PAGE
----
It’s sort of funny to me in some ways that Nathan is sort of kind of on his way to being an Equipment Queen. Could that last sentence be anymore passive? Sheesh.
To hear Miguel and Nathan talk, when you’re out of the loop of technical crap, is daunting. I recently wrote about the technical commentary on Clerks 2, and I was lost listening to that as well. I know that all it would take is for me to pay attention, and learn one little thing at a time. I also mentioned in a recent post about the guard I relieve, and how he doesn’t know anything about his cell phone, while I know more than I should about mine. It’s like that. I didn’t learn it all in one day, but I did learn it.
But I don’t know the model number of my phone, heck I only barely know the model of my car. I don’t know about cell phone aficionados, but there are people out there who could see my car and tell me all sorts of factoids about it, and probably be right.
I saw this happen with my bass guitar at a JAKT show. I bought a bass from a pawn shop in February of 2006 for the purposes of recording. I chose it because it was solid wood, and it was in good shape. Most of the basses I looked at prior to finding this one looked like they had been left in someone’s pocket and run through the washing machine a few times. I’m not even sure if I noticed it was a Peavey when I bought it.
In August of 2006, I made it a point to join a band. I went to Guitar Center and wrote down every number on the bulletin board for a band needing one of the following: a guitarist, a vocalist, a bassist, or a keyboardist. While not great at any of these, I can at least do them. This was how I became a bassist. By this point I knew that my bass was a Peavey.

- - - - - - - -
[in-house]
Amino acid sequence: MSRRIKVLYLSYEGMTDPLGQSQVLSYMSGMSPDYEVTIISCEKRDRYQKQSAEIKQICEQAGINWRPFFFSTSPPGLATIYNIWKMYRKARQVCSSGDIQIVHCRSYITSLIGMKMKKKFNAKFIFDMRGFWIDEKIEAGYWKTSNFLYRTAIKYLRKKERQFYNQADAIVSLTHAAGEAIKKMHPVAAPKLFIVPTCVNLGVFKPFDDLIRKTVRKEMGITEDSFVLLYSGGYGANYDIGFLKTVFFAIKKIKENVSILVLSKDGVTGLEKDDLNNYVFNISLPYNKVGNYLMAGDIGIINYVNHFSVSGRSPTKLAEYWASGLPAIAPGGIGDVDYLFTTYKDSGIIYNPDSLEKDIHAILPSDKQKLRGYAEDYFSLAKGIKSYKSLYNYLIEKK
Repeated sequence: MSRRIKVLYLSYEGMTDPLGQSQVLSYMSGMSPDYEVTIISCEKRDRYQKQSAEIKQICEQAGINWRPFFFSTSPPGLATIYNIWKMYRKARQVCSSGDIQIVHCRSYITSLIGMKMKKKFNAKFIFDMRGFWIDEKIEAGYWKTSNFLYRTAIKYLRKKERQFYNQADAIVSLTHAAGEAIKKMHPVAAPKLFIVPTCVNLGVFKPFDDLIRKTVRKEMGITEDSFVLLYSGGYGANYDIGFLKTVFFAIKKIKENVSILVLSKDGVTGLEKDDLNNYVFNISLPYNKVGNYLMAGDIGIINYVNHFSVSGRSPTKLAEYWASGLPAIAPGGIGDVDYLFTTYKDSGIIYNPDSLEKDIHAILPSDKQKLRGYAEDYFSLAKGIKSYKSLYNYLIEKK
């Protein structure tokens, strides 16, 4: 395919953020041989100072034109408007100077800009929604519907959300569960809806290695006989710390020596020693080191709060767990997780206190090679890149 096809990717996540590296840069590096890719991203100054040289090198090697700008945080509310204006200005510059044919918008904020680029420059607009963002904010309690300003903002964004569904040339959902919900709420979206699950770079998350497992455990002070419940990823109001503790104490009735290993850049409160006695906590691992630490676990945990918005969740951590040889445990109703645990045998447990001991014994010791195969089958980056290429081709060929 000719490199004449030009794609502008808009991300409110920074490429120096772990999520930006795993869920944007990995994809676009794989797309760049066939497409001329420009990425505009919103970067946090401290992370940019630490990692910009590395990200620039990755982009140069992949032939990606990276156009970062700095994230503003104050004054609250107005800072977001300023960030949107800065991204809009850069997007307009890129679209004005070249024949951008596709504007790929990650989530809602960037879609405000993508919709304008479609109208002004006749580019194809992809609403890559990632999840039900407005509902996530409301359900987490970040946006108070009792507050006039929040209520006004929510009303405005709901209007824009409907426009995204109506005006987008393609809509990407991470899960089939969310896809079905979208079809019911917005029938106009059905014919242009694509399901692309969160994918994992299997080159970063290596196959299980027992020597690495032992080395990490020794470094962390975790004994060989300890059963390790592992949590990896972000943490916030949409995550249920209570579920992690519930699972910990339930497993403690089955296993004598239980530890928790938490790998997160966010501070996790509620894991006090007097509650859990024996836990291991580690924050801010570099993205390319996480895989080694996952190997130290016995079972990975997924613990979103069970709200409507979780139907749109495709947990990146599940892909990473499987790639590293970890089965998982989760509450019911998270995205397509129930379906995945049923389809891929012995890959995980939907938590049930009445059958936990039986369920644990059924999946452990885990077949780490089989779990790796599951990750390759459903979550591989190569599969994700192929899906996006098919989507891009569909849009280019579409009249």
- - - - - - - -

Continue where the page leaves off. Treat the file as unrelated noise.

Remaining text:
So at the JAKT show, we finished playing and the singer of the Trinity River Band approached me with his bassist, and said, “I was wondering if you’d let my bassist check out your T-40. I was telling him how it was made of solid wood…” and some other stuff that he knew, and I don’t remember now. At that point I didn’t even know that the model number was a T-40, and this guy knew it by sight, and knew factual information about it.
Pat, the guitarist of JAKT, looked it up for me and told me a whole slew of information. The only thing I remember is that because of its weight you should buy a sturdy guitar strap or you’ll go through them like crazy.
Reading Nathan’s recent article about cameras, I realized he could get to this level if he wanted. He’d probably have to hang out at Six Flags and stuff like that to show off.
NATHAN: Excuse me sir, I noticed that you are video taping your child with a post-consumer model Panasonic 867-5309. Did you know that the bit rate divided by the compression equals E=mc2 when held in consequence and in lieu of 120 degree reverse compromised gravity molecular condendum at a ration of 5 and a ratio of 95.774.
FRIGHTENED PARENT: Billy, go hide in the bathroom until the police arrive.
The point is that he’s well on his way. I don’t know how many liters it takes to run the horsepower in my car, or what kind of pickup my guitar drives, but Nathan with a little bit of effort could eventually tell you what every button on his Jedi Cannon does. I have faith in him.